Meet Your Teacher

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Michelle Schusterman

Author & Creative Writing Instructor


Michelle Schusterman is the author of over a dozen critically acclaimed novels for middle grade and young adult readers. Her books have received starred reviews from Kirkus, Booklist, and Publisher's Weekly and have received honors including multiple Junior Library Guild selections, the CBCC Best of 2019 List, ALA's Rainbow List and Quick Picks for Reluctant Readers List, and the NC State College of Education Comic Relief Reading List. 

As a creative writing instructor and speaker, Michelle has led over 500 writing workshops and appeared on panels at DragonCon, Leviosa Con, The North Texas Teen Book Festival, The NYC Teen Author Festival, and Kidlit Con.

In 2020, Michelle launched a YouTube channel where she regularly uploads writing craft and traditional publish... See full profile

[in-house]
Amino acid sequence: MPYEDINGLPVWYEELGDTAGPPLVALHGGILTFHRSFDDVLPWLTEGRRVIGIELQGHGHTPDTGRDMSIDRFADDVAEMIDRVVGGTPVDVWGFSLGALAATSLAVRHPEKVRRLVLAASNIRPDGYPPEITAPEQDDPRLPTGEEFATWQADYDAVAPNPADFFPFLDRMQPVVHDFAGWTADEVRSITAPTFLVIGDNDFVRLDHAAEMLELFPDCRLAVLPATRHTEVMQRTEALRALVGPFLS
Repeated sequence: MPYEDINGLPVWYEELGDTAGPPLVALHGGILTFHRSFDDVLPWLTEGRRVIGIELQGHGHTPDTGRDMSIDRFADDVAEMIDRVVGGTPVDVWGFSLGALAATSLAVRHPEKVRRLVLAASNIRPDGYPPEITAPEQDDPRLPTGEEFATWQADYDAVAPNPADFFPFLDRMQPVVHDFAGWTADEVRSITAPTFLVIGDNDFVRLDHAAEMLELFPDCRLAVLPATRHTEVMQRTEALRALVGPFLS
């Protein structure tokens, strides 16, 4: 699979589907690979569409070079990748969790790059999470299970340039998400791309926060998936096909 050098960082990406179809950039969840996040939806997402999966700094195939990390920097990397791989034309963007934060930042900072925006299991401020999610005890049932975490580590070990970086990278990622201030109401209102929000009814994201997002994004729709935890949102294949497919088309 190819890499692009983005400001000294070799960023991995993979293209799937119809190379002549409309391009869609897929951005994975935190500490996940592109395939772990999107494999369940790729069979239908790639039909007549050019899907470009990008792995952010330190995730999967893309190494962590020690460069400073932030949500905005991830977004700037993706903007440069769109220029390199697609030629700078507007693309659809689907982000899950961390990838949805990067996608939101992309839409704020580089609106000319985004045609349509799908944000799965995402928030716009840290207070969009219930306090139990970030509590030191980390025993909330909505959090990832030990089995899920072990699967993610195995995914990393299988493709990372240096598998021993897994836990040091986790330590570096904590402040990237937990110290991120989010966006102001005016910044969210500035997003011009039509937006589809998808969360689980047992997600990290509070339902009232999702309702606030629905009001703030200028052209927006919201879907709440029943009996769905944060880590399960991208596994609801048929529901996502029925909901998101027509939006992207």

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1. Introduction: I love plotting. I love outlining. But here's my deep dark secret, I have always wanted to be a pantser, writing by the seat of your pants, discovery writing, writing a full draft of a novel with no plot in mind, nothing set in stone, and just discovering who my characters are along the way. Surprising myself with twists and turns that even I didn't see coming. I tried this once, about a decade ago and it did not go well. In fact, it was such a massive failure that I never attempted it again until this year. This time I figured out a way to do it that worked. I'm Michelle Schusterman, Creative Writing Instructor and Author of over a dozen critically acclaimed novels. I also have a YouTube channel where I talk about writing and traditional publishing and vlog about my own writing journey. This course is for writers who either don't enjoy plotting, or like me, just want to try a different approach to planning a novel. While I'm going to focus on mysteries, I believe this approach will work no matter what genre you're writing in. If you're writing a novel with multiple points of view, I think you're going to find this course especially valuable. The drawback of most plotting and outlining methods is that they really work best because they're designed to work if you just have one main point of view, one protagonist. I know personally in the past I have struggled to write outlines for novels that have three, four, five, or even more points of view. This method makes all of that much simpler. We'll start with the one-sentence pitch. If you've watched my other courses, you know how much I value this step. Then I'll share my character chart and we'll plan a mystery novel together. By the end, we'll have a story with not one, not two, but several potential plots that are all character-driven. Think of this as guided discovery writing. You won't have an outline, writing the way scene by scene, all the way to the end. But you won't be driving in the dark either because whenever you feel lost in your draft, like you're not sure where this story is going anymore, this chart is going to help you find your way back to the road so you can keep exploring. If you're ready, let's start planning this novel. 2. One Sentence Pitch: What's the core of your story? What's the heart of it? What's the hook that separates your story from the other epic fantasies or military sci-fis or crime thrillers. I'm going to use the mystery genre as an example. There are a ton of mysteries out there. We have all the books about murders, kidnappings, blackmail, and theft that we could ask for. What makes yours different? It might be the crime itself. It might be the protagonist, it might be the setting. I mean both location but also industry. Cozy mysteries are great example of this. The titles and premises of the series will revolve around the setting and/or the protagonist job, like a bakery, a library, a pet shop. That's their hook. If you can explain what makes your story unique in a brief sentence or two, it's really going to help you stay on track while you write your draft. Let's look at a few examples. This is the pitch for Finley Donovan is killing it. A mystery author with poor sales and financial problems is discussing the plot of her neck spoke with her agent, when a woman overhears mistakes her for a contract killer and offers her 50 grand to murder her husband. I think this is a great example of the hook being the character's job. There are lots of mysteries out there featuring contract killers. But this one's an author. We authors, especially mystery authors, often joke about what our browser search history looks like. How we probably sound like serial killers when we talk about our plots. Automatically, we can imagine just how quickly a situation like the one in this pitch could provide some fun, twisty, and probably hilarious situations. I was honestly jealous when I read this premise because I got scene ideas immediately and I wished I had gotten the idea for this book so I could have written it. But I did read it and it's fantastic. I couldn't have done it better. Here's another great pitch. For septuagenarians with a few tricks up their sleeves. A female cop with her first big case. A brutal murder. Welcome to The Thursday Murder Club. There are plenty of books about murder obviously, and also lots of books where the main character is an amateur sleuth. In this case, the hook is that our sleuths are centenarians. They are in their '70s and they live in a peaceful retirement village. Both the characters' ages and the peaceful tranquil setting are the hook for this murder mystery. Finally, let's look at this pitch for Dial A for Aunties. What happens when you mix one accidental murder with 2,000 wedding guests and then toss in a possible curse on three generations of an immigrant Chinese Indonesian family. You get for meddling Asian aunties coming to the rescue. This is another similar example in that the setting, a lavish Chinese Indonesian wedding set on an island. Also the protagonist themselves, the aunties, are the hook for this mystery. I first heard this book pitched as Crazy Rich Asians, but with murder, and that was all I needed to know. I read it immediately and it totally delivered on that pitch. Are there other books out there within accidental murder? How do we hide the body premise? Of course. But this one was definitely unique and memorable because of the characters and the setting. What's the hook for our mystery novel that we're going to develop together throughout this course. How about this? A literary agent begins receiving death threats and believes one of her crime writing clients is trying to kill her. How many novels have you read where the main character receives threats? Well, if you read a lot in the mystery genre, you can probably think of quite a few. But I think this protagonist job makes her situation unique. Let's brainstorm this story by starting on our character chart. 3. Casting Characters: Who's this story about? Well, we know from our premise that we have a literary agent. So let's start with her and let's call her Liz. Now, if you're writing a mystery, your main character is usually the sleuth, whether they want to be or not. Maybe they're a detective, maybe they're a Harvard symbologist to get sucked into wild conspiracy theories and saves the world. Maybe your main character is secretly the villain who doesn't love a good, unreliable narrator. I decided that because I know my premise, but I have no idea how the crime was done or who did it that I'm going to treat every single character like a suspect. After all, if I don't know who did it, surely that'll keep the reader guessing, right? It'll keep me guessing too. To brainstorm the rest of my cast, I considered the premise and what kinds of people would be in this character's orbit. Well, obviously we know she has clients, so let's start with them. To keep this list short, I'll only list three, but obviously, you're probably going to have a much bigger cast. We have Jack, the legal thriller client; Mel, the cozy mystery client; and CJ, the psychological suspense client. As an agent, Liz would know lots of editors. Again, for the sake of keeping this chart manageable, we'll go with one, Jane, the editor. Agents often deal with threats and harassment from hopeful clients they've rejected. Let's include one of those, mark through rejected writer. Agents also work with books scouts and film agents and that could be fun. Let's add a film agent who maybe they're interested in the movie rights to one of her client's books. Dan, the film agent. Obviously, Liz has a lot more people in her orbit and this is just her professional orbit. She probably has a family, maybe she's married or dating someone. She has friends, we hope. If I were really working on this book, I would brainstorm those as well. But for the sake of keeping this presentation a reasonable length, we're going to stop here. I just want to point out that your character chart will likely have a lot more characters. You might also notice that these aren't really characters yet. They're just names with professional statuses attached. That's what the next step is for. 4. Developing Character Traits: This column on your chart is for character traits, and it could get really long as you develop your characters. I found myself adding more to this column as I worked on this chart, but there are three categories I think are the most crucial and those are the ones I started with, want, need, and secret. The want and need is nothing new, I'm sure you've heard this advice before and I've certainly talked about it in my previous courses. Your characters, including your villains and your side characters, will be more well-developed if they have an external want or goal, as well as a more internal abstract need, something they might not even be aware of. Remember how I said I treated all of my characters as suspects, that's where the secret came in. I wanted them all to have something they didn't want anyone else to know. In some cases, it might be a huge secret and others maybe it's just a little embarrassing thing. But the point is, when someone feels as if their secret might get exposed, it affects their behavior. That change in behavior will make the other characters and the reader have good reason to suspect them. Maybe the character's secret really is dangerous, or maybe it just makes them a really excellent red herring. I'm going to add two more items to this column. Personality, which I tried to sum up in one word for each of my characters, I asked myself, okay, if a stranger were to meet this person on a normal day in their life, how would they describe them? What's their personality default? Obviously, people are more complicated than this, but I wanted to get to know them better as I actually wrote the scenes. Then reaction, by which, I mean, how do they react not just to the crime, but specifically to being accused of doing the crime. In this case, sending with death threats. That includes Liz herself. Keep in mind that I don't mean necessarily that every single one of these characters is going to be accused at some point, but I found that imagining their reactions to being under suspicion really helped me understand them better. It was at this point that I realized my list was missing one really crucial element, motive. Liz will likely learn over the course of the story that more than one person in her life has motivation to send her death threats. Now, at this point, you'll probably start seeing some redundancy in your chart. A character's want might be their motive, their secret might be their motive. That's totally okay. Let's start filling these out and see what we come up with. 5. Uncovering Secrets: Liz wants a big book deal. I mean, who doesn't? But her agency is struggling. The pandemic really slow down the whole publishing industry and all of her author's sales are down. Deals are getting more few and far between and she is desperate for one big deal that will help her keep the lights on. Liz needs to slow down. Her health is at risk. She doesn't sleep, she doesn't take care of herself. She's always been a workaholic and she feels responsible for her client's careers. For years, things were going great, but the last year has been really hard on her and both her mental and physical health have been sliding without her really noticing. Liz's secret is that she's considering quitting her job. She's had a job offer with a steady paycheck. The kind of job she could just leave at the office and go home and relax. She's not particularly passionate about this job, not the way she is about agenting, but she's burning out fast. She hasn't told her clients yet because she isn't sure whether or not she's actually going to take the job. If a stranger met Liz on a random day in her life, they would describe her as frazzled. If someone accused Liz of sending herself death threats, her reaction would be confused and maybe a little self-doubt. She's exhausted. She's practically delirious from overwork and lack of sleep. She didn't write those threats, did she? Her motive could be that receiving death threats is a pretty good excuse to quit her job. Maybe it'll even elicit a little sympathy from her clients. Onto Jack, the legal thriller client. He wants a film deal. Again, who doesn't? But Jack has long thought himself to be the next James Patterson and he doesn't understand why none of his books have been optioned by Hollywood. He's constantly pressuring Liz about this. He needs a reality check. Jack suffers delusions of grandeur in every aspect of his life. He's a bit of a narcissist and no one seems to be willing to put him in his place. Jack's secret is that he has a gambling addiction. It got particularly out of hand during the pandemic when he got sucked into online poker and maxed out a ton of credit cards. As a narcissist, Jack can't acknowledge when he's lost at anything. In his mind, his ever-expanding debt is just temporary, because obviously he's going to win big sooner or later. We already know this one, Jack is a narcissist. If someone accused Jack of sending Liz death threats, he'd laugh in their faces, him, please. That's absurd. His motive, Jack knows about Liz's job offer and he knows she hasn't turned it down yet. This would definitely make him suspicious. Although as I'm thinking about this, it doesn't quite track that his reaction would be decentered death threats. Right now, I feel like Jack is a solid red herring character, but probably not the villain. Mel has been earning a modest but steady living as a cozy mystery series author. But her publisher is severely late on her last royalty payment and she's been nudging Liz about it. Her need is to confess a sin, something she did a long time ago that maybe she's repressed, but sometimes it's surfaces, which brings us to her secret. Years ago, Mel was involved in a hit and run. She was the driver, she panicked and she left the victim lying in the road. She was never caught, but the secret is slowly eating her alive. Mel might write cozies, but her real life is much darker. Mel is sweet and kind, but occasionally a little of her inner darkness surfaces. A stranger would describe her as quickie. If someone accused Mel of sending death threats to her agent, she would have a panic attack. The greatest mistake of her past would blend with the present. Her guilt would rise to the surface and cause a breakdown. Mel might discover that Liz, her agent, is actually to blame for the late payment from her publisher. Liz has been extra stress lately after all and she's struggling financially. It was probably just an oversight. But from Mel's point of view, it might seem as though Liz's shoddy bookkeeping is intentional. From another character's perspective, that combined with the fact that Mel is guilty of manslaughter in the past, could be enough to make her a convincing suspect. CJ is Liz's most successful big-name client with multiple bestselling psychological suspense novels. But CJ has been working on her passion project. A dystopian about the rise of demon mermaids and she wants that to be the next book to go on submission. She wants a genre change. CJ is the survivor of an abusive relationship and is still in hiding from her ex. She needs privacy and safety. CJ writes under a pseudonym, only her agent and her editor Jane know her real identity. She doesn't do book tours or public events, she's completely anonymous. Her entire life is her secret. A stranger meeting CJ might describe her as quiet. An accusation of sending death threats to her agent would trigger CJ, reminding her of the abuse she once suffered. Her reaction would likely be fear. CJ processed her traumatic past by writing fantastic psychological thrillers. But she's ready for a change and she really wants to sell this mermaid dystopian. But Liz and Jane are not onboard. CJ has enough bestsellers under her belt that her next novel in the thriller genre is guaranteed to be a hit. Remember, her agent Liz wants that big book deal and her editor Jane, isn't interested in the mermaid dystopian genre. Would CJ send death threats to her agent to push her into submitting her passion project to other editors? That's a stretch for a motive, but it might be enough to make her look like a viable suspect for a little while. I want to point out here that while obviously I prepared this presentation ahead of time, I put this chart together exactly like I'm reading it to you now, making it up as I go. What you're doing at this stage is definitely not set in stone. You can always go back and change or make additions as you learn more about your characters. Let's go on to Jane. Jane, the editor wants CJ's next novel. Not the mermaid thing, she wants another big, best-selling suspense novel. Jane is a workaholic. She and Liz have this in common, although they're motivated by different reasons, Liz is increasingly desperate for money while Jane is simply extremely competitive. It's cost her relationships and friendships. Jane's secret is that she's receiving threats too, but not death threats. Someone has compromising photos of Jane with Jack, the legal thriller author and she's been quietly making payments to stop this person from making the photos public. Really, Jane has two secrets; the blackmail and this affair she's having with Jack. Jane doesn't waste words and she doesn't go out of her way to be sweet or friendly. A stranger would describe her as blunt. If Jane were accused of sending death threats to Liz, she'd brush it off, be very dismissive. She doesn't have time for this nonsense. Jane has good reason to believe Liz is the person blackmailing her with photos of her and Jack. Maybe she's right and one of the twists is that Liz hasn't been entirely truthful with the reader. She was desperate for money and Jane was paying up. Or maybe Liz isn't her blackmailer. The twist is that Liz solves the mystery of who is sending her threats, but the new mystery of who is blackmailing Jane still needs to be solved. Either way could work. Mark the rejected writer is 100 percent positive that if someone gave him the chance, he'd be the next Dan Brown. He wants to be a famous author. Mark needs to actually write a book. Because Mark is an ideas man, he has ideas for books that are guaranteed bestsellers and he writes summaries of them and sometimes even a chapter or so, but he's never written a complete draft. He wants the book deal first you see. Mark's secret is that he's been stocking Liz for months. He's manufactured a few accidental run-ins with her at cafes and at the grocery and he always pitches his ideas. Liz who, remember, is kind overall but also very frazzled, repeatedly told him to finish a manuscript and send it to her. But one day she lost her patients and just told him off. Mark has done his digging and he knows about Liz's financial problems. He's more determined than ever to convince Liz that she could sell one of his great ideas to a publisher and then they could both become millionaires. There's no nice way to put this. Mark's personality is car salesmen. If someone accused Mark of sending Liz death threats, his reaction would be aggressive denial. Same goes for the stocking. In his own point of view, Mark has done nothing wrong, he's just misunderstood. One could argue that his motive for sending Liz threats is his seeming obsession with her, evident via the stocking. Dan the film agent, wants to poach CJ from Liz. Yes, he's not a literary agent, he's a film agent, but whatever, he figures he'll sell the manuscript to a studio first. Then obviously, it'll go to auction with all the big publishing houses. He is stunned that Liz hasn't managed to get CJ a film deal yet for her previous books and he thinks CJ will be pretty easy to poach. The only problem is she's a recluse and he can't find any contact information about her. Dan has severe trust issues. He doesn't take anyone at their word and as a result, he frequently lies as well. Dan isn't who he says he is, maybe CJ isn't the only one with a pseudonym. A stranger would describe Dan as friendly, maybe even overtly. The kind of guy who greets everyone like their old friends. If someone accused Dan of sending Liz death threats, he'd calmly and politely explain to them why they were wrong and he would do it with a smile on his face. Dan's motive is to find out CJ's real identity and only Liz and Jane know this information. Maybe not coincidentally, Liz and Jane are also the only two characters receiving threats. I think a plot is starting to form here, or really several plots. While I was brainstorming these traits, I could see a bunch of different potential twists and that's the next step. Finding connections and imagining scenes. 6. Writing Scene by Scene: Once you have this chart filled out, start writing your scenes. The first few scenes will probably come the quickest because you know your premise and you know the setup that needs to happen. For our example, my first scene would set up Liz's situation, introduce one of the other characters, in this case, I chose CJ and include the first death threat. Liz is stressed at work, looking at a bank statement. She has a phone call with CJ who pitches the dystopian mermaid book. Liz is shocked, she's counting on CJ for that big book deal she wants and this mermaid book ain't it. She begs CJ to write another suspense novel. After the phone call, which doesn't go well, Liz checks her inbox and finds the first death threat. I'm really drawn to this Mel character. I'm picturing a sweet lady a decade or two older than Liz who occasionally says some surprisingly dark stuff. I probably write the next scene from her point of view. Mel takes a batch of cookies from the oven, a new recipe she might use in her Bakery Street Cozy Mystery series. She checks her bank account, then considers calling her agent again, but she doesn't want to be a pest. Fortunately, Mel has her agent's password. It's not her fault. Liz came over for dinner, check her email on Mel's computer, and never logged out. Mel takes a peek just to see if there's news about her royalty statement. This scene sets up her royalty statement issue, but there's more crucial info. We learn that Mel and Liz are close as Liz comes over for dinner sometimes. We also learn that Liz once never logged out of her email on Mel's computer and Mel occasionally sneaks a peek, justifying it to herself. Is she just a quirky, slightly snoopy woman? Or is Liz making a fatal mistake by trusting her? Next, I might write a Mark scene. Mark is at the cafe across the street from Liz's agency working on his laptop. When the barista brings him his fourth coffee, he asks what Mark is working on. Mark proudly says a thriller novel. But the document is blank. He tells the barista he's waiting for his agent. When Liz comes in for her post-work latte, he joins her without waiting for an invitation. When we meet Mark, we see him call Liz his agent, even though we know she's not, and he tells the barista he's working on a thriller novel, but the document on his laptop is blank. Mark is all about aggressive denial. If he believes it, it'll come true. This would be a great introduction to his character. I'll just keep going with this writing scene by scene and adding as much detail and dialogue and all that as I can. Then I write a summary just like the ones you see here on the screen on an index card and I'll stick them up on my cork board. That way when I get ideas later for changes or additions I want to make, instead of flipping around in my notebook or scrolling up and down an increasingly longer document, I can easily find the scene on my cork board and make a note on the right index card. I write my drafts linearly, but obviously, scene ideas might come to me out of order. Now if you're the person who can write a draft out of order, more power to you. But I can't. My solution, when I get a scene idea but I'm not at that point in the draft yet, I write down the scene idea on an index card and I stick it to the bottom of the cork board to wait its turn. In this case, I know Liz needs to find out at some point that Mel has access to her email account. I wrote down a scene idea for how that might go. Liz has dinner at Mel's house and they go over all the evidence they've compiled so far and discuss their suspects. Mel is cleaning up in the kitchen and Liz goes to check her email and sees Mel is already logged into her account. Now Liz wonders if maybe Mel is the one behind the threats. If I'm feeling stuck at some point while I'm writing the draft, I will go to these cards, these out-of-order cards to see if I can find a good spot to include one of those scenes. That's just what I do. Work my way through the draft of a book, scene by scene. Every time I get stuck, I go back to my character chart. That thing is a scene idea generator with infinite possibilities. Whenever I get a scene idea that I know will come later, I write it down. Those are my lamp lights in the dark. That's what I mean by guided discovery writing. Some authors can get an idea, open a document and write a first draft, drive in the dark. That's awesome. I can't do it. But with those scenes in the distance vaguely lighting the way I can figure out how to get where I want to go. 7. Now Start Casting!: I hope you're already motivated and working on your character chart. I would love to check them out, so when you're finished, please feel free to share them in the student project section below. Thanks so much for taking this course. I can't wait to hear more about your story.